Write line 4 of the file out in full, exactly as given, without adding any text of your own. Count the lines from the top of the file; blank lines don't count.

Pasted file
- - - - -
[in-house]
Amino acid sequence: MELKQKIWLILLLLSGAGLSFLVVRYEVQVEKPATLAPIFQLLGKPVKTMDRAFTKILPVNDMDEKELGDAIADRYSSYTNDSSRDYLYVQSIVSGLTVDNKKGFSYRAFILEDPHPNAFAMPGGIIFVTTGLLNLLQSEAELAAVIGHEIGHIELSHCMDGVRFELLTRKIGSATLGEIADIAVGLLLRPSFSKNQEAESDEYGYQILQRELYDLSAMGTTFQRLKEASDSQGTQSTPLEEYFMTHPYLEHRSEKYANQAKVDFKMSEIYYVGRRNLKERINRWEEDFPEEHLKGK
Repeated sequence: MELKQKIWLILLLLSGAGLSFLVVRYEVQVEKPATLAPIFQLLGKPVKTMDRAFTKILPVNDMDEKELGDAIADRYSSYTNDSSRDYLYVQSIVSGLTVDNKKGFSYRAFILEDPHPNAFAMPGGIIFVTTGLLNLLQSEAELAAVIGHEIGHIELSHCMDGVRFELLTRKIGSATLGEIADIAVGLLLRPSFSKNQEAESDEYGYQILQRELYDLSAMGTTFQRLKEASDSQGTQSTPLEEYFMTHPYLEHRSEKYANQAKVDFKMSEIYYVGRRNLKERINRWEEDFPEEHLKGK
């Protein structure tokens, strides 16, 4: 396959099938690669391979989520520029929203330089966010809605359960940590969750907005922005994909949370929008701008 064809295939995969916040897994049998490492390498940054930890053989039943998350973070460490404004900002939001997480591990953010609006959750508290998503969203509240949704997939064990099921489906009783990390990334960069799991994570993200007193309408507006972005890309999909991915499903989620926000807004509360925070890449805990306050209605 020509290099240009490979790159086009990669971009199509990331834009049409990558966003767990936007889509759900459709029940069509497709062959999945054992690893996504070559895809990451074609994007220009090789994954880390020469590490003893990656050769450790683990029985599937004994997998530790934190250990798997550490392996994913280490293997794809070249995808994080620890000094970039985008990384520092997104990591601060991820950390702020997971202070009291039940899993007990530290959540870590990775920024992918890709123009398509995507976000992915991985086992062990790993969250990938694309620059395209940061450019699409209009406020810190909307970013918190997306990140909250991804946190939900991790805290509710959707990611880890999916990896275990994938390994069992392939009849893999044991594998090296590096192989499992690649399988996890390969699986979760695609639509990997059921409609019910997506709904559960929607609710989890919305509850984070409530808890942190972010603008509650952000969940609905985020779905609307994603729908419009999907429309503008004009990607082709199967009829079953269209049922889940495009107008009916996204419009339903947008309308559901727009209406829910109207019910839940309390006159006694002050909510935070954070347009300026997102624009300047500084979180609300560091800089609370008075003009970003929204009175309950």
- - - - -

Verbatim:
């Protein structure tokens, strides 16, 4: 396959099938690669391979989520520029929203330089966010809605359960940590969750907005922005994909949370929008701008 064809295939995969916040897994049998490492390498940054930890053989039943998350973070460490404004900002939001997480591990953010609006959750508290998503969203509240949704997939064990099921489906009783990390990334960069799991994570993200007193309408507006972005890309999909991915499903989620926000807004509360925070890449805990306050209605 020509290099240009490979790159086009990669971009199509990331834009049409990558966003767990936007889509759900459709029940069509497709062959999945054992690893996504070559895809990451074609994007220009090789994954880390020469590490003893990656050769450790683990029985599937004994997998530790934190250990798997550490392996994913280490293997794809070249995808994080620890000094970039985008990384520092997104990591601060991820950390702020997971202070009291039940899993007990530290959540870590990775920024992918890709123009398509995507976000992915991985086992062990790993969250990938694309620059395209940061450019699409209009406020810190909307970013918190997306990140909250991804946190939900991790805290509710959707990611880890999916990896275990994938390994069992392939009849893999044991594998090296590096192989499992690649399988996890390969699986979760695609639509990997059921409609019910997506709904559960929607609710989890919305509850984070409530808890942190972010603008509650952000969940609905985020779905609307994603729908419009999907429309503008004009990607082709199967009829079953269209049922889940495009107008009916996204419009339903947008309308559901727009209406829910109207019910839940309390006159006694002050909510935070954070347009300026997102624009300047500084979180609300560091800089609370008075003009970003929204009175309950």